Saturday, October 3, 2009

Harvest Thanks and Blessings

Last night began Sukkot, the holiday of thanksgiving for the harvest and commemorating the forty years of wandering in the desert after the Exodus from Egypt. Traditionally people eat their meals in the sukkah, which is built open to the sky, and is a symbol of the huts that were lived in during the wandering in the desert. Happily today it was quite warm and no coats and gloves were needed at the sukkah our congregation builds.

When I was growing up my parents were responsible for decorating our congregation's sukkah. Like most activities in the 1950s we were there as a family, stringing cranberries and popcorn and making paper chains. This holiday, like every other, takes on a special poignancy as I grow older and memories of childhood come back from a long ago time. Is this similar for all of you, dear blog friends? What are some of your favorite memories from holidays gone by?

As always, thanks for stopping by and visiting Buttercupland. Please come and visit often!

5 comments:

k and c's mom said...

My great grandparents came to America from Sweden. When we'd have our large family reunion at their home on Christmas Eve, they'd always give us an apple, an orange, a piece of fudge and a piece of divinity as we left to go home. It was a Swedish tradition that no one left the celebration without a "Gud Jul" and an abundance of provision.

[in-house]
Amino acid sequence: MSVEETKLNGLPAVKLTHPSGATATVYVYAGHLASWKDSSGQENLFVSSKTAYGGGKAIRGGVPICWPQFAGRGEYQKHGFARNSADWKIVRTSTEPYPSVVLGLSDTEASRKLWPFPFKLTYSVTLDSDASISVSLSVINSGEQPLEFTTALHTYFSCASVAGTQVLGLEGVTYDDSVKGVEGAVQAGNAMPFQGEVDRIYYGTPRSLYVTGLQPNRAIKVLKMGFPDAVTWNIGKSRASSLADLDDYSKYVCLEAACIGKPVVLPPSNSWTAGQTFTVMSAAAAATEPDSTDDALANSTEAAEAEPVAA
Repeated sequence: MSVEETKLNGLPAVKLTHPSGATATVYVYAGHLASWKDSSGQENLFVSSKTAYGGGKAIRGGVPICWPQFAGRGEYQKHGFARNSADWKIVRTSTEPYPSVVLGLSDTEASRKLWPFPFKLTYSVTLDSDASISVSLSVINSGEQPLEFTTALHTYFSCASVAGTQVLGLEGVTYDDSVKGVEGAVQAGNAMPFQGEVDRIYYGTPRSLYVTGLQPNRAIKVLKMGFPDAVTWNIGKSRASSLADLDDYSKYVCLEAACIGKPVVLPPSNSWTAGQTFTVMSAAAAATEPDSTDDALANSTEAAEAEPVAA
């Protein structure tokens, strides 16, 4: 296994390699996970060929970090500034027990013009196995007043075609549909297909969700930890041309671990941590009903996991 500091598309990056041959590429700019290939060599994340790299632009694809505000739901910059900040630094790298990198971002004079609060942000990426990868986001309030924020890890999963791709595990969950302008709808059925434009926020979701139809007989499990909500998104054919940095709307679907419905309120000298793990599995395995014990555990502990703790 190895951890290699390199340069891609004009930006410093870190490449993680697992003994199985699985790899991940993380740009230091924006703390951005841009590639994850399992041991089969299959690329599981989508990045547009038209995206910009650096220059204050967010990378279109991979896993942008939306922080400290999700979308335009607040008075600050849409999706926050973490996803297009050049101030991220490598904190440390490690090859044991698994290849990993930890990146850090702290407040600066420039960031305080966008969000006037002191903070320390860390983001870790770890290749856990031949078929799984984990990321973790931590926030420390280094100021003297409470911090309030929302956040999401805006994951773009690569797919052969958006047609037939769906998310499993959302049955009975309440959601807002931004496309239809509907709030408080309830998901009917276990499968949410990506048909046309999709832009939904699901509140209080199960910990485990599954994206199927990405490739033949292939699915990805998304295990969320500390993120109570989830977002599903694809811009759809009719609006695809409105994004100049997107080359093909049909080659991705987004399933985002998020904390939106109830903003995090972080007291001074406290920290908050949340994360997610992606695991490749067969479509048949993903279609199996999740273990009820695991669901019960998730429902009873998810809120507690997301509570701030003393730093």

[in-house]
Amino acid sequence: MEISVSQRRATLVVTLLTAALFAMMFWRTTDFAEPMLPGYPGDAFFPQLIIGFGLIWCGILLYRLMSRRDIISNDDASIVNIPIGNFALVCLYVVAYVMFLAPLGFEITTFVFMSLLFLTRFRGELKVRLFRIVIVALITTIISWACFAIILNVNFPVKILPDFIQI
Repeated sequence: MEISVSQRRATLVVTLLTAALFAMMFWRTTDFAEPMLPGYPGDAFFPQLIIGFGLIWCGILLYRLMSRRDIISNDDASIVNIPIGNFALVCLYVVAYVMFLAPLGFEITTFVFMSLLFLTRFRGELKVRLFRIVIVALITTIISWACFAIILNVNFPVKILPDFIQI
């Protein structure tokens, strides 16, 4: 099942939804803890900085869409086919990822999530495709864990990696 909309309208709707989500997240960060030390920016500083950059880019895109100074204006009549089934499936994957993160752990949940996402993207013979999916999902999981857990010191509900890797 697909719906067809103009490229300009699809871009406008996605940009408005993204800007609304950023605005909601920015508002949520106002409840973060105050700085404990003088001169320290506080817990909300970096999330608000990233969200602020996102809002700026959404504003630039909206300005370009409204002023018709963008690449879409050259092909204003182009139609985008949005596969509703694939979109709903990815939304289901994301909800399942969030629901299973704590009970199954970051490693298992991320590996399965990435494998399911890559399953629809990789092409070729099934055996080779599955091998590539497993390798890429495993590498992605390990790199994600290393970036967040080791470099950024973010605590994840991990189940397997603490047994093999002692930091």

Olde Dame Penniwig said...

Oh gosh, I have to laugh. When I lived in that Hassidic compound, they made those huts! But they ate in them a LOT! And I had a kitty that liked to hunt lizards in the palm fronds atop the huts...and the huts would come crashing down and knock-knock-knock a red-faced neighbor would angrily say the cats had knocked them down...AGAIN...husband finally went and constructed a better frame up top so the kitty couldn't do her mischief...

Olde Dame Penniwig said...

Oooo, I didn't answer your question! As to past memories, I do have some happy ones, but they are so tangled up in sadness and missing the dead that I can't really tease them out anymore...

Amrita said...

Is good to read about the Jewish holidays. And each observance is so symbolic and maningful. God wants His people to remember past history.

What special food do you have/

^..^Corgidogmama said...

I love it that you share your traditions with us. Otherwise, how would someone is small town USA know of them? It's very interesting.
We had an annual Winter Walk, and had a huge bonfire for my brother's late fall birthday, made kolache every Christmas, commenorating our Czeck heritage.